Despite being a relative newcomer to the pro MMA game, Horacio Gutierrez knew the gravity of the situation when he suffered an ankle injury early on season two of The Ultimate Fighter Latin America. Running through the competition or even making it to the semifinals would likely earn him a fight in the UFC, but withdrawing due to injury or losing while less than a hundred percent would likely mean a return to the local circuit.
But the Guadalajara native wasn’t ready to go home yet, and if he was going to lose against Danny Salas, he was going to go down swinging. And he had no intention of losing.
“I never had a doubt,” Gutierrez said. “Once they selected me to fight Salas, I put it in my mind to win. I never get into the cage without being sure that I’m going to win. I knew it was going to be a hard lesson, but, in the end, I knew I would come out with the victory. I'm a very confident fighter. I trust my skills and my preparation, and I have the frame of mind to win.”
Gutierrez won, taking a split decision over Salas that required a third sudden victory round. After getting his hand raised in the quarterfinal matchup, the Team Escudero member had an easier go in the semifinals, halting Marco Polo Reyes in the first round, and all of a sudden, he had punched his ticket to Saturday’s lightweight final against Enrique Barzola in Monterrey, Mexico.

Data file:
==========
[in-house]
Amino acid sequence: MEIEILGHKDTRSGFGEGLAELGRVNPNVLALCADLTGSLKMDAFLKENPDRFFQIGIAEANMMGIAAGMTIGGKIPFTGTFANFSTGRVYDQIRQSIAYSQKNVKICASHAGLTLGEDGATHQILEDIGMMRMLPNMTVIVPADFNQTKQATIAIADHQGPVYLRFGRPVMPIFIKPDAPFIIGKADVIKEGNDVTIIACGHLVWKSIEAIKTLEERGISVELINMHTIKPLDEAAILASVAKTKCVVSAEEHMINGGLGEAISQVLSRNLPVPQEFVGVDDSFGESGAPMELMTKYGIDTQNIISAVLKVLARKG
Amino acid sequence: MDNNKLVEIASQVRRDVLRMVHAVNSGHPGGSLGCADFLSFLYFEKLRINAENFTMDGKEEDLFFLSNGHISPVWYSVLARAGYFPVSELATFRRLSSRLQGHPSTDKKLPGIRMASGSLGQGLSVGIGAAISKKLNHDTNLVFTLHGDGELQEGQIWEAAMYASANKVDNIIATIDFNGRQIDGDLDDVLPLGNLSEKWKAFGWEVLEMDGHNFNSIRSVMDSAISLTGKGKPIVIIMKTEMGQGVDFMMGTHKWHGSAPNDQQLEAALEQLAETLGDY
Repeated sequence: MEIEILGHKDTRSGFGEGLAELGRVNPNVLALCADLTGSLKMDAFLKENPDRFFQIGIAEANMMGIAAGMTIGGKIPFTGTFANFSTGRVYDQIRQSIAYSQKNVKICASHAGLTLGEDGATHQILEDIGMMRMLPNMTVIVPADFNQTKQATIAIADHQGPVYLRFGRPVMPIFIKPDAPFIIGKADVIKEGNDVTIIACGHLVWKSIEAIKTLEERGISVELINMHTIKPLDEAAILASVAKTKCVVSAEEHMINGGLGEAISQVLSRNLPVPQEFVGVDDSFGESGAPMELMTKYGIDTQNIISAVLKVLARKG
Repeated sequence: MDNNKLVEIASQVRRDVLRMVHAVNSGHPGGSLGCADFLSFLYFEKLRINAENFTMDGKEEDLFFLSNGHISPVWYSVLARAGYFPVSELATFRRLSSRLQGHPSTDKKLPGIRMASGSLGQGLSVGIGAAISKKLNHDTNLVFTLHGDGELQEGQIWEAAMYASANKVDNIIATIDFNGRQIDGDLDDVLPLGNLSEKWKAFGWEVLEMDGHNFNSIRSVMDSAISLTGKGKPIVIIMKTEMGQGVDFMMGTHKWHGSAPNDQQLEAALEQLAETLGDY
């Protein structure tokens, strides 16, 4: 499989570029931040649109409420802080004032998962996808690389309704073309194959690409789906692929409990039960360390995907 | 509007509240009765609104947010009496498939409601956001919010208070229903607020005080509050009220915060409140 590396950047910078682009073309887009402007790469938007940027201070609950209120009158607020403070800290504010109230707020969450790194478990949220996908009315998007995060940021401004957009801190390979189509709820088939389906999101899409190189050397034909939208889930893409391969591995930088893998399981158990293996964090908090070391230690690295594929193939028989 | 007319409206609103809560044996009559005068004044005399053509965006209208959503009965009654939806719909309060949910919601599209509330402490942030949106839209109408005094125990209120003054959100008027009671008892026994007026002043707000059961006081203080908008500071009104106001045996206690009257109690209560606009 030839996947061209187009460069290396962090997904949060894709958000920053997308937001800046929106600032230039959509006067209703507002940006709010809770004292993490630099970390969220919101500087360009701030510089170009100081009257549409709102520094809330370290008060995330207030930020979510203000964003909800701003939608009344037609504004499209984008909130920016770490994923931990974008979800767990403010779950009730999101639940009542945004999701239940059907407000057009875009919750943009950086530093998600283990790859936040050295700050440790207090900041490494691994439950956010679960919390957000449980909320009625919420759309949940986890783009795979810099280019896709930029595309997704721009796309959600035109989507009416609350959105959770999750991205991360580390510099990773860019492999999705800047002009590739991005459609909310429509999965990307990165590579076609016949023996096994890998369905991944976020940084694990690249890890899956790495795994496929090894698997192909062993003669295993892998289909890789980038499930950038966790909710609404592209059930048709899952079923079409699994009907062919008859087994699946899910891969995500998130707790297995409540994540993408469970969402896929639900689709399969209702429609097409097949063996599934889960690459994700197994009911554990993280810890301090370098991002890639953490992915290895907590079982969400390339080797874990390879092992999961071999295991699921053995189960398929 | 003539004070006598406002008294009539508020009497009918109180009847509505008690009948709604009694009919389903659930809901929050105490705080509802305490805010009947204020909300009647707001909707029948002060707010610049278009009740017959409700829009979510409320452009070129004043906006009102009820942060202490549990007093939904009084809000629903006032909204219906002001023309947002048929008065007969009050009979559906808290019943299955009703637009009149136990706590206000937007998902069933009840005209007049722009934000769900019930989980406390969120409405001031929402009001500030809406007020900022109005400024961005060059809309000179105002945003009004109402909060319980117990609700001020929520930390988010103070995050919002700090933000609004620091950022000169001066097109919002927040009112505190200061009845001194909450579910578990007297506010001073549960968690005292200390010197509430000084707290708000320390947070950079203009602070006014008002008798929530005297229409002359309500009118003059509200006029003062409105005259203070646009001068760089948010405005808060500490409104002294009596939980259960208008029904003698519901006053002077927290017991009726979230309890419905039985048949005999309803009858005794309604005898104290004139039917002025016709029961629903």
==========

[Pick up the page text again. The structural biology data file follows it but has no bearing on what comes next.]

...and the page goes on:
To make it to the UFC after four amateur and four pro fights is a remarkable feat. To make that debut in your home country is even more notable. It was all part of the plan for the 25-year-old.
“I knew it would happen,” he said. “I decided mentally a year ago that I would prepare myself to fight in the UFC in Mexico. I’m always positive, so I told everyone it would happen and now it’s about to happen.”
It is, but if there’s any wrench to be thrown into the works, it’s that the only thing standing between Gutierrez and a UFC contract is a win over his TUF LATAM 2 teammate, Barzola.
“He is a fighter with a lot of heart, who never stops,” Gutierrez said of the Peruvian battler. “We were roommates, but this is business and it is my dream, so it’s an obstacle that I will have to overcome.”
Such dilemmas are part of the gig on The Ultimate Fighter, where you train together and cheer for each other for six weeks, then all of a sudden, you have to fight your new friend for the opportunity to change your life and career forever. Of course, getting through situations like this is what makes UFC fighters, contenders and champions, and Gutierrez was willing to pay that price to get his shot in the big show.
“It was the best experience of my life,” Gutierrez, who cites Chuck Liddell and Juan Manuel Marquez as influences, said. “It was incredible to do something that many don’t have the opportunity to live out. It happened to me and I took advantage of it to the maximum. I matured a lot as a fighter, but mostly as a person, demonstrating that my mind is very powerful and that I can accomplish anything I set out to do.”
Next on the accomplishment list is the TUF LATAM 2 title, and “The Punisher” doesn’t want to just win; he wants to leave an impression.
“I’m a fighter very sure of himself who goes all out to finish a fight,” he said. “I’ve had many fights in my life, but never a boring one. Expect a spectacular fight, and prepare to celebrate with me because we are going to win.”
Thomas Gerbasi is the editorial director of UFC.com, has covered the sport since 2000 and has authored the official UFC encyclopedia and UFC: A Visual History. Follow him on Twitter @tgerbasi
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